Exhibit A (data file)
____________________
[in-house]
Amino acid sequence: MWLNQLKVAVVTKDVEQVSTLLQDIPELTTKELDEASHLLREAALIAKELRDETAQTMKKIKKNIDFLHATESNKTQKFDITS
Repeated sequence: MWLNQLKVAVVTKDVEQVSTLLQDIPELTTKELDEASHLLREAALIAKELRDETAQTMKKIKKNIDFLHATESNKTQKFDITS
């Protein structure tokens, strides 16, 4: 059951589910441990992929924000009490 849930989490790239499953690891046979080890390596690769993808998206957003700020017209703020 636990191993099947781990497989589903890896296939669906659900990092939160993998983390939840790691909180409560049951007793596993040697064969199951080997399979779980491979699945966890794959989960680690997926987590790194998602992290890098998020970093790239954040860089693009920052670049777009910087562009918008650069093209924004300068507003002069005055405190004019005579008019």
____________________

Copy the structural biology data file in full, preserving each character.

[in-house]
Amino acid sequence: MWLNQLKVAVVTKDVEQVSTLLQDIPELTTKELDEASHLLREAALIAKELRDETAQTMKKIKKNIDFLHATESNKTQKFDITS
Repeated sequence: MWLNQLKVAVVTKDVEQVSTLLQDIPELTTKELDEASHLLREAALIAKELRDETAQTMKKIKKNIDFLHATESNKTQKFDITS
């Protein structure tokens, strides 16, 4: 059951589910441990992929924000009490 849930989490790239499953690891046979080890390596690769993808998206957003700020017209703020 636990191993099947781990497989589903890896296939669906659900990092939160993998983390939840790691909180409560049951007793596993040697064969199951080997399979779980491979699945966890794959989960680690997926987590790194998602992290890098998020970093790239954040860089693009920052670049777009910087562009918008650069093209924004300068507003002069005055405190004019005579008019």